Executive Bike Commute Saga: Chapter 18 San Gabriel River Bike Route to El Dorado Park Adventure, Part 1
"Tonight we sit by our campfire and watch every kid on a bike ride through the water puddles. We are reminded that as adults we need to-- 'Find your mud puddle and ride through it with reckless abandon'." Facebook post on remembering to have fun by the great philosopher my cousin Tammy.
Last Saturday I challenge myself on an 18-mile bike adventure and have some real fun. After all, my “Executive” Bike Commute doesn't happen every day.San Gabriel River and the Los Angeles River. Most of the time, they don't hold much water. After a rain storm, as in any desert region, there is flooding and in Los Angeles the run off waters pour into these flood control channels. When it rains hard, the San Gabriel and Los Angeles suddenly turn into raging rivers of muddy water. Not a City to overlook a secondary recreational opportunity, Long Beach and other cities along the way have paved each concrete river with paths atop one of the steep side walls for biking and jogging.
Being very curious if not intimidated by the river routes and out for some weekend fun, I consult my I-Phone GPS map and decide to head for El Dorado Regional Park via the San Gabriel River Bike Route. On my return I plan to stop for lunch at Rivers End Restaurant--if I make it out alive!
I begin my trek at about 10:30 in the morning. Turning right onto 2nd street out of Naples near my home, I cross the Davies Bridge over Alamitos Bay and take a right onto Marina Drive. On the way I flash on having forgotten my SPF 50, so I stop at Long Beach Hydrobikes, conveniently located adjacent to the River Route entrance. I will borrow some sun block from the owner my husband John. "Wish I could go with you honey, but we're slammed with water bike renters. You better have fun!" he longingly admonishes. I head out of the Alamitos Bay Landing parking lot and proceed to the right on my route now 2 miles from home. I cross a small bridge over the River, and take an immediate left through a narrow gate and arrive on the San Gabriel River Bike Route.
With each major street crossing the River, the bike route takes me under the highway. This means a steep dip and climb back up. Also the temperature drops about 10-15 degrees underneath. It feels so good on this 77 degree day. I am cautious on the first dip, but ride all of the rest like a roller coaster. Geronimo!!!! Going down it becomes a game to peddle and coast building enough speed to enable a ride up the other side without changing gears. Such fun!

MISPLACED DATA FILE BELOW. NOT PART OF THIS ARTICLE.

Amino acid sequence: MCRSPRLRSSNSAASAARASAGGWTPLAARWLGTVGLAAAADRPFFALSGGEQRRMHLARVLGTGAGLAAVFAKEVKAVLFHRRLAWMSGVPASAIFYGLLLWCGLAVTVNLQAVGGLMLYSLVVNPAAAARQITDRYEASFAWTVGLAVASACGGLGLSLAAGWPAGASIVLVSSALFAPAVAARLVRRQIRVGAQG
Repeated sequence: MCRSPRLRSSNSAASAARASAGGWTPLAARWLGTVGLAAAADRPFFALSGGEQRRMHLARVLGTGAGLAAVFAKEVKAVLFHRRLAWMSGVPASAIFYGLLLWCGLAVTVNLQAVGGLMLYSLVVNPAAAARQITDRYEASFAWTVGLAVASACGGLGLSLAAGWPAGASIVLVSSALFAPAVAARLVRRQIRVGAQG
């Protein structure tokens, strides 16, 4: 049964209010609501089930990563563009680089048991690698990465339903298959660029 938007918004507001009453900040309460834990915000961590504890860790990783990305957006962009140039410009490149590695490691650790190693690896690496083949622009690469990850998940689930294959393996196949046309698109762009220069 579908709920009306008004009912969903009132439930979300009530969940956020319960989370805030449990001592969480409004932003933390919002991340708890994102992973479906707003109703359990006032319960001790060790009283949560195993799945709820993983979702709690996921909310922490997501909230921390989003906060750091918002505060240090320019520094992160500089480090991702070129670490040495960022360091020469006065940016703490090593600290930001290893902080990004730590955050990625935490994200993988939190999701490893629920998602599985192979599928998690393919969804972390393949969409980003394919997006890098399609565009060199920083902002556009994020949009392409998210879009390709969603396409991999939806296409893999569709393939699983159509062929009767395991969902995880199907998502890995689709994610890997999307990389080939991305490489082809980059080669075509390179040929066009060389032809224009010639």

I continue peddling and then at about 2.5 miles from the River Route entrance I notice greenery along the sheer sides of the River. The City has planted palms and other vegetation, and I can see Pelicans, Egrets and Sea Gulls. This is a surprise because it looks like a natural river, glimpses of which I can see through the foliage. Then abruptly at 3 miles the pretty part of the river ends, and inexplicably the water diminishes to a very narrow channel that from my vantage point looks like about 3 feet wide--very interesting.
At about 3.3 miles I can see that there is a fork in the River. I pull over and consult my I-Phone GPS because there are no directional signs. I learn that the right fork will take me to Cerritos so I will need to go left to El Dorado Park in Long Beach. As I ride a little farther I see a bicycle bridge ahead that will take me across to the left fork. Well I'll be darned… Long Beach is certainly a very bike friendly City to have provided a bridge for cyclists and joggers.
Once I cross the high bridge--not for the faint of heart--I see the beautiful El Dorado Golf Course high above the concrete wall across the Channel. I know that I must locate the Spring Street overpass to exit the Channel and find the Park. My trusty GPS says Willow Street is coming up and Spring is the next overpass. Just before going below Spring Street there is a sign to the right that says El Dorado Regional Park entrance. I head right and enter what looks to be a road through an enchanted forest.
The Los Angeles River ride portion of my journey has all the characteristics of a roller coaster--great height with steep dips and rises, a harrowing bridge, and delightfully chilly underpasses on a hot day. Reflecting on my cousin’s Face Book words… I found my mud puddle, and rode through it with reckless abandon.
Here, dear readers, is where I will leave you for today. I will return in a few days with the second installment of my trek through El Dorado Park and the ride home.
Living bike-friendly in sunny Long Beach, California
To read about adventures in between blogs…
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